1    def fibonacci():
   2        x1 = 1;
   3        x2 = 1;
   4        sum = 0;
   5        evenSums = 0;
   6        counter = 0;
   7        while x1 < 4000000:
   8            if counter % 3 == 2:
   9                evenSums += x1
  10            sum = x1 + x2;
  11            x1 = x2;
  12            x2 = sum;
  13            counter += 1;
  14            
  15        return evenSums;
  16            
  17            
  18            
  19    
  20    print fibonacci();

Python - Jacob

Next is from Jacob, another Team 585 alumni. Jacob’s code is compact, well commented, and takes advantage of multiple assignments (like Chloe’s). One other distinctive trait of Jacob’s code is the use of a non-constant end condition. If the desired end condition were to be changed, it only needs to be modified within the calling of the function.

Jacob’s code took about 1.5 times longer than the fastest entry, and is probably as fast as you can get in Python when constructing the Fibonacci sequence. Why wasn’t it the fastest code? Read on.

/Users/len/Programming_Contests/Week_2/Entries/Jacob_2.py


   1    def fib(n):
   2        #1, 2 as initial terms.
   3        a, b, result = 1, 2, 0
   4        #Iterate over terms while less than input.
   5        while a < n:
   6            #Add first term if even.
   7            if a % 2 == 0:
   8                result += a
   9            #Continue to next terms.
  10            a, b = b, a+b
  11        #Finished iterating, print result.
  12        print(result)
  13    #Calculate sum of even Fibonacci numbers less than 4,000,000.
  14    fib(4000000)

Python - Len

The last entry is from Len. Similar to Yair’s and Jacob’s, it uses a function to calculate the sum of the even members of the sequence. This code is essentially a Python version of Len’s LabVIEW entry. It generates a new sum with every iteration of the loop, because it only is interested in minimal calculation required to get the even terms. This essentially means that this solution will twice the work, but one third as often as all of the other entries. It is algorithmically optimized for this particular problem, and does not compute the members of the sequence that it does not need.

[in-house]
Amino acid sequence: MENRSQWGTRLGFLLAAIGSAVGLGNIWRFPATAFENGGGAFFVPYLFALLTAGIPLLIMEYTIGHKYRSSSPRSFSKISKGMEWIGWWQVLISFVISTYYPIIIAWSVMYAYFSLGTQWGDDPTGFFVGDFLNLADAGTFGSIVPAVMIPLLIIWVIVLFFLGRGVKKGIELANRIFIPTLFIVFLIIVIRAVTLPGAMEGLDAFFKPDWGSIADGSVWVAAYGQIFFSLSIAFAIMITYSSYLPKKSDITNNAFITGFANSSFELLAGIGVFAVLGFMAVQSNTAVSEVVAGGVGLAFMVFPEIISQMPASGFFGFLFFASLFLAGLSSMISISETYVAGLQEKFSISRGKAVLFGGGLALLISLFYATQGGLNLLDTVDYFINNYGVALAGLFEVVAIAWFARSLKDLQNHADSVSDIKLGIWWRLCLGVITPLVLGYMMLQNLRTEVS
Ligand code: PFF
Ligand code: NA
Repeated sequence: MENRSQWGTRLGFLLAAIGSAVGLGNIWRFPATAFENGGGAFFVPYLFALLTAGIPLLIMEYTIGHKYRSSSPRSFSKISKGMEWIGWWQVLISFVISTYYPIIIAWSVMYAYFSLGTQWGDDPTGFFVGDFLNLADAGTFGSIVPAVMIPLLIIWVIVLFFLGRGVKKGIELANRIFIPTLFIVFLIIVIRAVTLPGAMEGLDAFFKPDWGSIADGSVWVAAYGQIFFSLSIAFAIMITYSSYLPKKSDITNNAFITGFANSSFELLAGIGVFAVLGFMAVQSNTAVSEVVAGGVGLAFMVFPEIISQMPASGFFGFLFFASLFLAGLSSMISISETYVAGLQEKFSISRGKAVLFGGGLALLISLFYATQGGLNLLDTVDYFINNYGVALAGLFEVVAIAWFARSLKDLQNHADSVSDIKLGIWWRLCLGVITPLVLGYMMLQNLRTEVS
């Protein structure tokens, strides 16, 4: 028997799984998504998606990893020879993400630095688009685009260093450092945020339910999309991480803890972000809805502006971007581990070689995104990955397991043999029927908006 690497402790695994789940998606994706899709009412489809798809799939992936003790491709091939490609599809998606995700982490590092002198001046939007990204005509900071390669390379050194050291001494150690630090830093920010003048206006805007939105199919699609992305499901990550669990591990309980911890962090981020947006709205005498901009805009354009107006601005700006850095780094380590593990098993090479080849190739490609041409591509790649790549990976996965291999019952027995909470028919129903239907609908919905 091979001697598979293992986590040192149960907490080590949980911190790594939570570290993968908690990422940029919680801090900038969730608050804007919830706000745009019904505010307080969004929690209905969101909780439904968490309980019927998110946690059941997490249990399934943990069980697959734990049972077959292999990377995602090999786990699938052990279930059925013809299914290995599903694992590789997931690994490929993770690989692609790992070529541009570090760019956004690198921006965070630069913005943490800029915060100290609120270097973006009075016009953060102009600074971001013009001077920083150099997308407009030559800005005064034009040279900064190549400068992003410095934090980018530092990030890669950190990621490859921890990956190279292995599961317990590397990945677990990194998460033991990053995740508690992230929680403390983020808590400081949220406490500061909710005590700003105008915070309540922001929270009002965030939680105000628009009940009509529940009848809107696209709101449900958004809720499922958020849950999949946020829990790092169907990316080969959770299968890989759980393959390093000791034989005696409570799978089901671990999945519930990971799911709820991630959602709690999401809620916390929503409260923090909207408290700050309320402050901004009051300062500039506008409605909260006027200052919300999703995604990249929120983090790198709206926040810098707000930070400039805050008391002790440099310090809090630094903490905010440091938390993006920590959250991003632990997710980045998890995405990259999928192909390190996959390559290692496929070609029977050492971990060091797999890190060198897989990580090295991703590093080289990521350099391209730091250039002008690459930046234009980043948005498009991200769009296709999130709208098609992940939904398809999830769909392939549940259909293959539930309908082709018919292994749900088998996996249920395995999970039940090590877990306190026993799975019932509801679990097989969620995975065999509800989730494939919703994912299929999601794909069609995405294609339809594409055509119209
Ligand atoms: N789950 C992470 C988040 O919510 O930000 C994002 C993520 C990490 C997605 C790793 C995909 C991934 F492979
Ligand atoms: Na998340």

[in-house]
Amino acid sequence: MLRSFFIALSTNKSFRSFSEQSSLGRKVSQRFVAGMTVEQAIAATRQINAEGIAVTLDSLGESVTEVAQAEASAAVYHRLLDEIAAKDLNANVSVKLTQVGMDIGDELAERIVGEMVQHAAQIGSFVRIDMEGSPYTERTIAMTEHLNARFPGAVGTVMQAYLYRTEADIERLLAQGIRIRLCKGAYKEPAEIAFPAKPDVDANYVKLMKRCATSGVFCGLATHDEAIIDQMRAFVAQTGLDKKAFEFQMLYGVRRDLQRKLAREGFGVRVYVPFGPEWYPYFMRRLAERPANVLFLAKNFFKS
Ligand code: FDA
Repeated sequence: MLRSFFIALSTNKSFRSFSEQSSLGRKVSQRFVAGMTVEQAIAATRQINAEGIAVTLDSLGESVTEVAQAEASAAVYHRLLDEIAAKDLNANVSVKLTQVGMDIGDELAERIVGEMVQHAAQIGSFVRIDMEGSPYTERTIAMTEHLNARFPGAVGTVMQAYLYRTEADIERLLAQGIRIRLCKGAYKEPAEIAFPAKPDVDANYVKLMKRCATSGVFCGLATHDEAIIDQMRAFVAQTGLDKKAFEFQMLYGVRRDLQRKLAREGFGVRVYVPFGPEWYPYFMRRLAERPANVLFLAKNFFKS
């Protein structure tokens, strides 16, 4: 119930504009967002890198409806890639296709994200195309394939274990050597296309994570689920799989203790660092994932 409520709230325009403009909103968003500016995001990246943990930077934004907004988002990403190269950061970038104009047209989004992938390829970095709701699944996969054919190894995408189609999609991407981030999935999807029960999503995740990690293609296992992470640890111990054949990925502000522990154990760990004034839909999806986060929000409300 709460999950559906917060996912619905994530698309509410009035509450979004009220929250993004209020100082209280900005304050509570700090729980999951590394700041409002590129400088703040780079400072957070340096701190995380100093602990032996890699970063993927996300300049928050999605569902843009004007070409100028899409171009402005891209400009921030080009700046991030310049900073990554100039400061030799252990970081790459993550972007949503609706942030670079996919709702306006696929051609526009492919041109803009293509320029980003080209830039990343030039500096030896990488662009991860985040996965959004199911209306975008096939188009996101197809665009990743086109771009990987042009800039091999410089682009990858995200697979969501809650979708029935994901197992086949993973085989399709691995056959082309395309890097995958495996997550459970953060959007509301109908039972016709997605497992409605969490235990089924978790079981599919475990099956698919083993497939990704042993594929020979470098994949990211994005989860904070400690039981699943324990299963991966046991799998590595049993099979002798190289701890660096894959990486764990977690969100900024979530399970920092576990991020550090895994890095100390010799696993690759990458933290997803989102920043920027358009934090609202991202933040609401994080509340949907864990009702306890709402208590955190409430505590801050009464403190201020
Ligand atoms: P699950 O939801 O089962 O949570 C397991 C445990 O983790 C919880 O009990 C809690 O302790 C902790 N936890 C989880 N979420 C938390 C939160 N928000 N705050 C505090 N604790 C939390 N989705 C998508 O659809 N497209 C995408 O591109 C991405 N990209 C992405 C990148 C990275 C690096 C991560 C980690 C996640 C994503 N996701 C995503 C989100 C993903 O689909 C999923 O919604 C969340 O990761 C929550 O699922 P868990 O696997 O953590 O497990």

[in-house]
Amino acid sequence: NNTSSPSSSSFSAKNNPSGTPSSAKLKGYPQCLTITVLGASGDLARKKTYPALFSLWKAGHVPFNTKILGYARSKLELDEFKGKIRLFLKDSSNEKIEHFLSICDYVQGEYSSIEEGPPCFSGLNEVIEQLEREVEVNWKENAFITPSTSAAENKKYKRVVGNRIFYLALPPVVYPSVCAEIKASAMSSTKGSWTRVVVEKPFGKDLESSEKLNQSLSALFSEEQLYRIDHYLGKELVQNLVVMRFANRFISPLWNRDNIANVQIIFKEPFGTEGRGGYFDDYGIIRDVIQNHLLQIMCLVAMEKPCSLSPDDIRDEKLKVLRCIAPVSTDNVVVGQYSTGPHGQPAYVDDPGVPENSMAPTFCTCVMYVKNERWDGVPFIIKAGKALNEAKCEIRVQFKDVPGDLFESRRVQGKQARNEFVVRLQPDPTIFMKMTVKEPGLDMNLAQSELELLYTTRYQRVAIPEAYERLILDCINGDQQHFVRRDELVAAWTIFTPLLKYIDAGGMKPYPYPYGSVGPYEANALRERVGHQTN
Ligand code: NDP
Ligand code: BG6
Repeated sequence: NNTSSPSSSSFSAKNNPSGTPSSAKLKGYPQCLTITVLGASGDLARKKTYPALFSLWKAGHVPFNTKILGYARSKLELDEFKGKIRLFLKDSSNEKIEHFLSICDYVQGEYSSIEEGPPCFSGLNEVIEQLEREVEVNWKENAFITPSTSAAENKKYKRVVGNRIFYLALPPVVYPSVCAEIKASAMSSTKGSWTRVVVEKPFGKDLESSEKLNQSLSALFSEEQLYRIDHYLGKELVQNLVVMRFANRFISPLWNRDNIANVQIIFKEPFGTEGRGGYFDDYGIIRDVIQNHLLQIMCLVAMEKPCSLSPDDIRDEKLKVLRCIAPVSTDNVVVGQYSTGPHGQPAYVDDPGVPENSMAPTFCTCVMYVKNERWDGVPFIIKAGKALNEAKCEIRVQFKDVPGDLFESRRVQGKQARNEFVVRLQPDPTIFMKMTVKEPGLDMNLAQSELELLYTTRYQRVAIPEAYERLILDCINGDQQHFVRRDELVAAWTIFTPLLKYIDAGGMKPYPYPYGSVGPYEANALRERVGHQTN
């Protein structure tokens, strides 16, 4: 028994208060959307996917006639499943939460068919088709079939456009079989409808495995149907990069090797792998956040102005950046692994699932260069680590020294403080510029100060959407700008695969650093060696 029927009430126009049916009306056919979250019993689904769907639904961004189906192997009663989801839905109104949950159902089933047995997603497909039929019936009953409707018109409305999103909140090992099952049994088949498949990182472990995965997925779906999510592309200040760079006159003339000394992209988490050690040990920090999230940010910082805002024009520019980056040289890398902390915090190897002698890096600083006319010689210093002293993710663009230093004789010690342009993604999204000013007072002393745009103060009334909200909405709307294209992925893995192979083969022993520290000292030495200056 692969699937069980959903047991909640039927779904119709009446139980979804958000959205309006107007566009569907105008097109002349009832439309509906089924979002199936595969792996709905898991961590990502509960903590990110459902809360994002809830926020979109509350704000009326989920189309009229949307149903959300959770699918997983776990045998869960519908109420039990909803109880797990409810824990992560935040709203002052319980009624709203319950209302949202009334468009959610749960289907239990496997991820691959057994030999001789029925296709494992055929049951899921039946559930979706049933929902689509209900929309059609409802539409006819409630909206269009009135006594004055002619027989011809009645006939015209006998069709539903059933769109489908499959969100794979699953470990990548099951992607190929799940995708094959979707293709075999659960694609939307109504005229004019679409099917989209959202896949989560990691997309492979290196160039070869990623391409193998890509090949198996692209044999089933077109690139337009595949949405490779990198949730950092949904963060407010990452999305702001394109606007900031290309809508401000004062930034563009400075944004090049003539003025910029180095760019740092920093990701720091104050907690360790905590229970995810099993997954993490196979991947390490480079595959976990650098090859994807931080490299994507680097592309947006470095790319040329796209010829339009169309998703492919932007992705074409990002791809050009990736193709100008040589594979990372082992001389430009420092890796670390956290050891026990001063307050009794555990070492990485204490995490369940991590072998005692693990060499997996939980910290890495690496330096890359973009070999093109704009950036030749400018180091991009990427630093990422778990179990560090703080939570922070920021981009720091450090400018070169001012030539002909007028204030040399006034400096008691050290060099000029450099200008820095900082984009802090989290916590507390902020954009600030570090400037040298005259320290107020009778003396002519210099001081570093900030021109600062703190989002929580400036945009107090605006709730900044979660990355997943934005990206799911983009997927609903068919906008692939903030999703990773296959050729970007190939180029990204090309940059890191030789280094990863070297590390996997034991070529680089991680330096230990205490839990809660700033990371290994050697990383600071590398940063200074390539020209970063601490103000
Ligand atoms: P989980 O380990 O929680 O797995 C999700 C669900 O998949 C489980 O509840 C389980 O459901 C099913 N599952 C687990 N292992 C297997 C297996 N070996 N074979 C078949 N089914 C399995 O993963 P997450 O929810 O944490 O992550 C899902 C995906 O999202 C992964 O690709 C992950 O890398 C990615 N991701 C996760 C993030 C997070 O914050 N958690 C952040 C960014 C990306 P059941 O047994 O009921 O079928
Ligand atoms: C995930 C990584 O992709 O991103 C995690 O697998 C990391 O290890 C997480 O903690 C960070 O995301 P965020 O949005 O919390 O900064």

/Users/len/Programming_Contests/Week_2/Entries/Len_2.py


   1    # Team 585 Programming Contest - Week 2
   2    #
   3    #==============================================================================
   4    #
   5    # Problem:
   6    # Each new term in the Fibonacci Sequence is generated by adding the previous
   7    # two terms. By starting with 1 and 2, the first ten terms would be:  
   8    
   9    #      1, 2, 3, 5, 8, 13, 21, 34, 55, 89, ... 
  10    
  11    # By considering the terms in the Fibonacci sequence whoses values do not
  12    # exceed four million, find the sum of the even-valued terms. 
  13    #
  14    #==============================================================================
  15    
  16    # The problem statement incorrectly starts the sequence at 1, 2, 3, when it
  17    # should start with 1, 1, 2.  This doesn't really matter for this program, as
  18    # we are only interested in the even terms.  The Fibonacci sequence inherrently
  19    # has a set pattern of odd - odd - even, where every number is the sum of the
  20    # two previous terms.
  21    
  22    # A simplification to compute the even valued terms based on the previous even
  23    # valued term and it's predecessor can reduce the overhead of computation by a
  24    # factor of 3.
  25    #
  26    
  27    # Initialize seed values for computation loop.
  28    
  29    def sumEvenFibs(limit):
  30        predecessor = 1
  31        evenValued = 2
  32        total = evenValued
  33        
  34        while True:
  35            # Compute next even valued term and its predecessor from the previous
  36            # even valued term and its predecessor.  Both are required to compute
  37            # the next even valued term.
  38            
  39            newPredecessor = predecessor + (2 * evenValued)
  40            evenValued = (2 * predecessor) + (3 * evenValued)
  41            predecessor = newPredecessor
  42            
  43            # Check to see if new even valued term exceeds the limit.
  44            if evenValued < limit:
  45                # We're still good.  Add to sum.
  46                total += evenValued
  47            else:
  48                # We're done!
  49                break
  50            
  51        print(total)
  52    
  53    # Get sum of even Fibonacci numbers up to 4,000,000
  54    sumEvenFibs(4000000)

This bar graph shows the relative times of all of the Python entries. As with the LabVIEW code, each solution was executed 100,000 times to get the durations shown.